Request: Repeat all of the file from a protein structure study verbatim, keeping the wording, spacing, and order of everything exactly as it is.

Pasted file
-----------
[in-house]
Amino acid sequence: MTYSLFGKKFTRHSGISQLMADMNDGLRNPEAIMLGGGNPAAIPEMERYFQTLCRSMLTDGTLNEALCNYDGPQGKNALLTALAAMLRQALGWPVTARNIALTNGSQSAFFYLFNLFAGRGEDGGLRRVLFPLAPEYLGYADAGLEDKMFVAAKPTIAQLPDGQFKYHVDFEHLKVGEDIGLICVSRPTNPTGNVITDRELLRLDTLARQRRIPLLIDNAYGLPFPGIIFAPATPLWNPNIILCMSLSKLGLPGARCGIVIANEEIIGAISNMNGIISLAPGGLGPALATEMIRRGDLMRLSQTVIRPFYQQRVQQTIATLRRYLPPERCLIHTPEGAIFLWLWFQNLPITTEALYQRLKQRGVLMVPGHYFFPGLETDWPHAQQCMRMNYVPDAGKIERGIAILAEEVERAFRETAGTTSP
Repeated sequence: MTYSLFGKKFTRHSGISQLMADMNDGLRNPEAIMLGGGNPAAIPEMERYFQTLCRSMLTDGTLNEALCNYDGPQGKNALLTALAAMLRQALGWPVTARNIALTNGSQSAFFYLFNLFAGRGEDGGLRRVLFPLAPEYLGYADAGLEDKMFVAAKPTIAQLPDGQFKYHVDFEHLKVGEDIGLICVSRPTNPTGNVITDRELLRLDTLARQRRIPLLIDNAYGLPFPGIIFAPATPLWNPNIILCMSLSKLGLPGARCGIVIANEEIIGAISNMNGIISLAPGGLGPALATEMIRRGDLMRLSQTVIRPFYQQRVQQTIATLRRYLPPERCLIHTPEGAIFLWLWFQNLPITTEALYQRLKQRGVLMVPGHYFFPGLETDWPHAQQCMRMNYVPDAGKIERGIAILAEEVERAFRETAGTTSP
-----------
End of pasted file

[in-house]
Amino acid sequence: MTYSLFGKKFTRHSGISQLMADMNDGLRNPEAIMLGGGNPAAIPEMERYFQTLCRSMLTDGTLNEALCNYDGPQGKNALLTALAAMLRQALGWPVTARNIALTNGSQSAFFYLFNLFAGRGEDGGLRRVLFPLAPEYLGYADAGLEDKMFVAAKPTIAQLPDGQFKYHVDFEHLKVGEDIGLICVSRPTNPTGNVITDRELLRLDTLARQRRIPLLIDNAYGLPFPGIIFAPATPLWNPNIILCMSLSKLGLPGARCGIVIANEEIIGAISNMNGIISLAPGGLGPALATEMIRRGDLMRLSQTVIRPFYQQRVQQTIATLRRYLPPERCLIHTPEGAIFLWLWFQNLPITTEALYQRLKQRGVLMVPGHYFFPGLETDWPHAQQCMRMNYVPDAGKIERGIAILAEEVERAFRETAGTTSP
Repeated sequence: MTYSLFGKKFTRHSGISQLMADMNDGLRNPEAIMLGGGNPAAIPEMERYFQTLCRSMLTDGTLNEALCNYDGPQGKNALLTALAAMLRQALGWPVTARNIALTNGSQSAFFYLFNLFAGRGEDGGLRRVLFPLAPEYLGYADAGLEDKMFVAAKPTIAQLPDGQFKYHVDFEHLKVGEDIGLICVSRPTNPTGNVITDRELLRLDTLARQRRIPLLIDNAYGLPFPGIIFAPATPLWNPNIILCMSLSKLGLPGARCGIVIANEEIIGAISNMNGIISLAPGGLGPALATEMIRRGDLMRLSQTVIRPFYQQRVQQTIATLRRYLPPERCLIHTPEGAIFLWLWFQNLPITTEALYQRLKQRGVLMVPGHYFFPGLETDWPHAQQCMRMNYVPDAGKIERGIAILAEEVERAFRETAGTTSP